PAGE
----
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TECHNICAL PAPERS

Synchronous Position Recovery Control for Flexible Rotors in Contact with Auxiliary Bearings

[+] Author and Article Information
Michael Schlotter, Patrick S. Keogh

Department of Mechanical Engineering, University of Bath, BA2 7AY, UK

J. Vib. Acoust 129(5), 550-558 (Feb 02, 2007) (9 pages) doi:10.1115/1.2731414 History: Received July 25, 2006; Revised February 02, 2007

This paper details a methology for the active recovery of contact free levitation of a rotor from a state of persistent contact with auxiliary bearings. An analytical method to describe contact dynamics of flexible rotors is presented. It shows that synchronous unbalance forces can cause a rotor to adopt stable contact modes, which are characterized by periodic motion and a fixed contact point in a rotating frame of reference. Based on these observations, a recovery strategy is developed to return the rotor to a contact free state. Compensation forces may be applied by magnetic bearings to reduce the effective synchronous forcing which is driving the contact, so that the rotor can progress to a contact free orbit. It is shown that even in the presence of highly nonlinear contact dynamic effects, a linear finite element rotor model can be used to calculate appropriate influence coefficients. The contact recovery procedure is successfully verified by simulations and measurements on a flexible rotor test facility. Allowable bounds on the phase of the synchronous recovery forces are investigated and limitations of the method are discussed.

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Copyright © 2007 by American Society of Mechanical Engineers
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Figures

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Figure 1

Flexible rotor/magnetic bearing system. Sensor planes indicated by S1,…,S4; auxiliary bearings by B1,…,B6; and magnetic bearings by MB1, MB2

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Figure 13

Measured rotor motion at selected times in the rotating and stationary frames during the mass loss experiment showing successful recovery. The rotational speed was Ω=151rad∕s.

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Figure 14

The contact recovery fails and the contact location in the rotating frame changes if ϵ∠Fr is too large

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Figure 10

(a) Threshold and quadrants to ascertain the nature of the contact mode. (b) Diagram to determine allowable bounds on ∠Fr to enable successful contact recovery.

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Figure 11

Allowable bounds for the estimate of −ψ+π at Ω=151rad∕s as a function of the disturbance force amplitude and the contact mode period ratio. The solid line in (b) shows the optimal estimate −ψe+π for successful recovery.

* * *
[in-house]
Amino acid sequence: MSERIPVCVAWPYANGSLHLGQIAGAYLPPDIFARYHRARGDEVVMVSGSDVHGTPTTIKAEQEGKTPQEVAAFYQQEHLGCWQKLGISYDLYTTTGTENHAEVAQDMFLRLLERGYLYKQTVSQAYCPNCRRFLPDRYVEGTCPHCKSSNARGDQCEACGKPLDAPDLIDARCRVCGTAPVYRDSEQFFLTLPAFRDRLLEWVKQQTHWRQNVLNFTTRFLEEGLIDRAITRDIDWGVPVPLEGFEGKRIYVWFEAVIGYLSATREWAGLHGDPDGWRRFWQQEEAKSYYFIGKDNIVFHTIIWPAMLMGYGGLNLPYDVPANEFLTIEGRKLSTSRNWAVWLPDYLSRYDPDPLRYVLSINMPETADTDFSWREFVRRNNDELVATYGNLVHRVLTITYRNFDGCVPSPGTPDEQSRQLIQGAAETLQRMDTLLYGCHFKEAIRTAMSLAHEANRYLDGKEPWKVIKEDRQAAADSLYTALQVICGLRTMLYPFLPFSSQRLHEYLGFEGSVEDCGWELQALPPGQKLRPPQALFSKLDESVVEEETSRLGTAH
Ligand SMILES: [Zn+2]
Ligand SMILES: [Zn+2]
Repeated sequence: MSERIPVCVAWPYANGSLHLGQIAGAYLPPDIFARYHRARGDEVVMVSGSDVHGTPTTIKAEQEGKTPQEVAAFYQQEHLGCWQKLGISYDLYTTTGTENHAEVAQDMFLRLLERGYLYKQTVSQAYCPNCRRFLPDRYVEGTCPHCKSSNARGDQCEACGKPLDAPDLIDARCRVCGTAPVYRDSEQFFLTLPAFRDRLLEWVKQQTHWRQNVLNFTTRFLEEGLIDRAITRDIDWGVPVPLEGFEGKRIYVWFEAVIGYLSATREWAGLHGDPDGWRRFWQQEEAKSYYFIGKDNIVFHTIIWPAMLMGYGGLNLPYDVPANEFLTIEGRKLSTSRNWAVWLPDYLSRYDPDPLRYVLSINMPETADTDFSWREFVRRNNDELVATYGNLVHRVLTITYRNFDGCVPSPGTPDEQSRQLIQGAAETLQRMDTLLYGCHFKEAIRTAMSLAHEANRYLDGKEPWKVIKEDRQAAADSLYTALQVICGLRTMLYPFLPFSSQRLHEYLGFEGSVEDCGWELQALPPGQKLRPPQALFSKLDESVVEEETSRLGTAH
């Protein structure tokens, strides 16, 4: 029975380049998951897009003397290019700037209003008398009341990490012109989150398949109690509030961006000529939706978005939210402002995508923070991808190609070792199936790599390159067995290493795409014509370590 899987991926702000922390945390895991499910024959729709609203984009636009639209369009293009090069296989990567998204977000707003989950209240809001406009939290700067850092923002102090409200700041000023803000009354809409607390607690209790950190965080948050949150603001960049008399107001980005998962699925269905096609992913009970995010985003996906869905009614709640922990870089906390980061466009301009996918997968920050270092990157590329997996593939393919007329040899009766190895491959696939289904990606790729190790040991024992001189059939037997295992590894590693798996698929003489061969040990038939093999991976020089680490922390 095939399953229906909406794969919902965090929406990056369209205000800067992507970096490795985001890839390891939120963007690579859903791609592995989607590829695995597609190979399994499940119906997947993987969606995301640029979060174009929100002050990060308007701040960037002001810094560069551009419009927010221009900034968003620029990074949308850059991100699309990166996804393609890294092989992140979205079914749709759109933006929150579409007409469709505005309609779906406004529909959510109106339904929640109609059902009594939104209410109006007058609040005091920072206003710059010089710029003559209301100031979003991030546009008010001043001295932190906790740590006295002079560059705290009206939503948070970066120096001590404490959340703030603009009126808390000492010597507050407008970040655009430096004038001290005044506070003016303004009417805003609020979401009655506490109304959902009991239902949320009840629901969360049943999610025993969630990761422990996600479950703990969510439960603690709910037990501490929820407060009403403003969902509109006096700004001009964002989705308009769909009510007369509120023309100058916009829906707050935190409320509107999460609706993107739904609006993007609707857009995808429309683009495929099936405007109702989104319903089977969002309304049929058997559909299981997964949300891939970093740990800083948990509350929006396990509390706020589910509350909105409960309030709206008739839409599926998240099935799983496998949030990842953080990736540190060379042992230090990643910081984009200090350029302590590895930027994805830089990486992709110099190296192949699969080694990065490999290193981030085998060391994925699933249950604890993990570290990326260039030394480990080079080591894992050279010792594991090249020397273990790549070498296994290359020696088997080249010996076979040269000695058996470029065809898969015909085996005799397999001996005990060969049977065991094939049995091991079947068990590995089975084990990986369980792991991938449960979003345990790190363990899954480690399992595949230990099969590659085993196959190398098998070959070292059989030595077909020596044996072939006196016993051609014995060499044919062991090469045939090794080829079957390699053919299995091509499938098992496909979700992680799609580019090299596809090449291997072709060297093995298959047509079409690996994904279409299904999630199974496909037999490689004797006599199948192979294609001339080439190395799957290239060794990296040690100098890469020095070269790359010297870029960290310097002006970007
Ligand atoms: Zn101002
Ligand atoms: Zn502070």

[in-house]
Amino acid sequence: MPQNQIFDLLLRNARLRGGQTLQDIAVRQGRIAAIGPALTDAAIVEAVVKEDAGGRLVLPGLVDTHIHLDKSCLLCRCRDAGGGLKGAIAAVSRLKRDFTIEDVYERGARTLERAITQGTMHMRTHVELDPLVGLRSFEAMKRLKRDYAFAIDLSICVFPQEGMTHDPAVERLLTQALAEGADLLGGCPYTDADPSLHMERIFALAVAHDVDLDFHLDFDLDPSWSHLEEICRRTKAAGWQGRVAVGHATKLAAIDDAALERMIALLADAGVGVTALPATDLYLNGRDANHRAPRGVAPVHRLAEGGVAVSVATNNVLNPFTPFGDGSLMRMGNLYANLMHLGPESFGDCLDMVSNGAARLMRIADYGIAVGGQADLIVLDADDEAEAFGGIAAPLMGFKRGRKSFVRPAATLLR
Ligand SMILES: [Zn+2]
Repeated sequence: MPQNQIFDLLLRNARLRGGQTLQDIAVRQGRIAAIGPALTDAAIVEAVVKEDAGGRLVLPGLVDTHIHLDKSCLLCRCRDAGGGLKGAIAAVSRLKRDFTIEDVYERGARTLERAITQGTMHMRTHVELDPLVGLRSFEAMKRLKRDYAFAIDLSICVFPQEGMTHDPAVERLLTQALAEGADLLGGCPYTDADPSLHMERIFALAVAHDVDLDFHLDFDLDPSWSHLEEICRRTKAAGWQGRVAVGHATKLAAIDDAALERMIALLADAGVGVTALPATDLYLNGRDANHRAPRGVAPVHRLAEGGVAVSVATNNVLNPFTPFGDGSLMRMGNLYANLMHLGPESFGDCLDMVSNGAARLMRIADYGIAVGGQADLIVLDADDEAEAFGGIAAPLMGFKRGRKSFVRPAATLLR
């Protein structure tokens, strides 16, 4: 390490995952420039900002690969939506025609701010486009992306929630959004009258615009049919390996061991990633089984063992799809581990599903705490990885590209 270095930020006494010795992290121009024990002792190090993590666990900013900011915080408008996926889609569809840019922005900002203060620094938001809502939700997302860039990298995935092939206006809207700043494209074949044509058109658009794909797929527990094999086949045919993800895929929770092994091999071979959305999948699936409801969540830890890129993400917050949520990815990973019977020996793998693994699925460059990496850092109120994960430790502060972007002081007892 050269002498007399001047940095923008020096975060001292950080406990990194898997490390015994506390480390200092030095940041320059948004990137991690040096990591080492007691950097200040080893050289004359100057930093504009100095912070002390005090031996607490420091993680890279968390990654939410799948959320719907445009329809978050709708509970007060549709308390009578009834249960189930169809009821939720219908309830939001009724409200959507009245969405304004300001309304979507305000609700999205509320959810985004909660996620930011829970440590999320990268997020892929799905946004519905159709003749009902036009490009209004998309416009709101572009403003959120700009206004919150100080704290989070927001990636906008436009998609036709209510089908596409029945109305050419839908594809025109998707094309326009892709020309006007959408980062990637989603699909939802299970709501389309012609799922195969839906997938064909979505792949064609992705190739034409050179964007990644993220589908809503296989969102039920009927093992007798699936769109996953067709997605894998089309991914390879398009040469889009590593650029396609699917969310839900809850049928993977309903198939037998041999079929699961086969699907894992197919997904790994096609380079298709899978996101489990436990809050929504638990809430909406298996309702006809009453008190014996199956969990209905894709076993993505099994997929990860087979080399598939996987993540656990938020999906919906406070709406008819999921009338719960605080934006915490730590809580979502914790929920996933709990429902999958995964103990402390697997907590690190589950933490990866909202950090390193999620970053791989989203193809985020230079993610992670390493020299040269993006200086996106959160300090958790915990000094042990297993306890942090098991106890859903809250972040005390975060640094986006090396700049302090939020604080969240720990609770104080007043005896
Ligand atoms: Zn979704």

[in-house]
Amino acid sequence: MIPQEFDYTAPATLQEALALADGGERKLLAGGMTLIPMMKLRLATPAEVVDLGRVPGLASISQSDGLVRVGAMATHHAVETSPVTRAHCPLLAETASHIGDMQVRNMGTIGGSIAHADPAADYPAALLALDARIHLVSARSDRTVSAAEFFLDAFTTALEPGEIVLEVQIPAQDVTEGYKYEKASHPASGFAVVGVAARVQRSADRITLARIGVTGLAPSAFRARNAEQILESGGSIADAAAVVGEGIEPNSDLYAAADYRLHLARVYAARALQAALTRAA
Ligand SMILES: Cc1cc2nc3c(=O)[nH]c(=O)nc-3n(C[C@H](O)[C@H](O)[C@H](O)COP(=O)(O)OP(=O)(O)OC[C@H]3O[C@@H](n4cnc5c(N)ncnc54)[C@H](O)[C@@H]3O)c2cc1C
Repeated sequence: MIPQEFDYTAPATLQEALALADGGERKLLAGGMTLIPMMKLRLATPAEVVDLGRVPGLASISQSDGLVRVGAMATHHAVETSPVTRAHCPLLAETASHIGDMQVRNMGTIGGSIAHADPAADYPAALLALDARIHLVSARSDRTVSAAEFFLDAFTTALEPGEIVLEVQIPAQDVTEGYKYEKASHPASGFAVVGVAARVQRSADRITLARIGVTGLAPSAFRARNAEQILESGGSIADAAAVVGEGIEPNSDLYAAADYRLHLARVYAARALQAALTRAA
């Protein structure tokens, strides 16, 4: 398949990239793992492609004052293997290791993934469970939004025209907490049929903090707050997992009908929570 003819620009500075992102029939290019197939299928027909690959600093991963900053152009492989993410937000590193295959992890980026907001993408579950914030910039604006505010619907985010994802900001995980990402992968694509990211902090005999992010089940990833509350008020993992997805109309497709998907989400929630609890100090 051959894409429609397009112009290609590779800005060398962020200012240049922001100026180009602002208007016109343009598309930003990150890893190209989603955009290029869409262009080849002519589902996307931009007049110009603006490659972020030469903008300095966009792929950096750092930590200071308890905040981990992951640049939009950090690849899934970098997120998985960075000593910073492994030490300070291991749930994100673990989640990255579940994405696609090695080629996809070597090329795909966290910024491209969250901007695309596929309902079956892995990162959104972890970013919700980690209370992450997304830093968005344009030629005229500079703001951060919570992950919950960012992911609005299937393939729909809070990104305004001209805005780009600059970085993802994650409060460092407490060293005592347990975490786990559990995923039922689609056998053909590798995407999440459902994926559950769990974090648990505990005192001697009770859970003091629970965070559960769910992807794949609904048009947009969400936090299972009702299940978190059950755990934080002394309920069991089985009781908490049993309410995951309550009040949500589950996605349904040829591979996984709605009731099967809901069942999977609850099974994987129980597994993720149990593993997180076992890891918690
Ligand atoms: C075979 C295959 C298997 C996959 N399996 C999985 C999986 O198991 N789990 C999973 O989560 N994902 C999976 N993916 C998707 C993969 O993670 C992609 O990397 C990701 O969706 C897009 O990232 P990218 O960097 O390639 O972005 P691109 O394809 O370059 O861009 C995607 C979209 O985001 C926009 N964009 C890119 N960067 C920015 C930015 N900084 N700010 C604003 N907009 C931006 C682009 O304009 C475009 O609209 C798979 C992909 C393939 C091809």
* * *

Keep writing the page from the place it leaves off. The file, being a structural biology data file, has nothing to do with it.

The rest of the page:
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Figure 12

Measured rotor response and applied contact recovery force after mass loss of 520gcm at t=1s. The rotational speed was Ω=151rad∕s.

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Figure 2

Plots of Π(ωc) whose roots determine possible contact frequencies

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Figure 3

Plots of Eq. 20 at (a)Ω=151rad∕s and (b)Ω=226rad∕s for two different contact frequencies ωc

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Figure 4

Slope κ and minimum required synchronous disturbance force Fdmin for all possible supersynchronous periodic contact mode frequencies

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Figure 5

Contact response at Ω=151rad∕s of a rotor subject to linear variation of synchronous force at the nondriven end with ∣Fd(t=1s)∣=0N, ∣Fd(t=9s)∣=200N, and ∣Fd(t=17s)∣=0N

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Figure 6

Contact modes in rotating reference frame with small (a) and large (b) bounce amplitude at Ω=151rad∕s due to an unbalance of 520gcm at the nondriven end

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Figure 7

Measured rotor response in rotating reference frame after mass loss (a) which increases the unbalance from 200gcm to 520gcm. The established contact mode of (b) follows. The rotational speed is Ω=151rad∕s.

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Figure 8

Recovery results at Ω=151rad∕s with Fr applied at the nondriven end contact plane (AJ) and the nondriven end magnetic bearing (MB). Each point represents one simulation: ∙=contact condition has not changed; •=recovery succeeded; ×=additional contact at other auxiliary bearings.

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Figure 9

Recovery results at Ω=226rad∕s with Fr applied at the nondriven end contact plane (AJ) and the nondriven end magnetic bearing (MB). Each point represents one simulation: ∙=contact condition has not changed; •=recovery succeeded; ∘=contact recovered at original location but new contact at other nodes; ×=additional contact at other auxiliary bearings.

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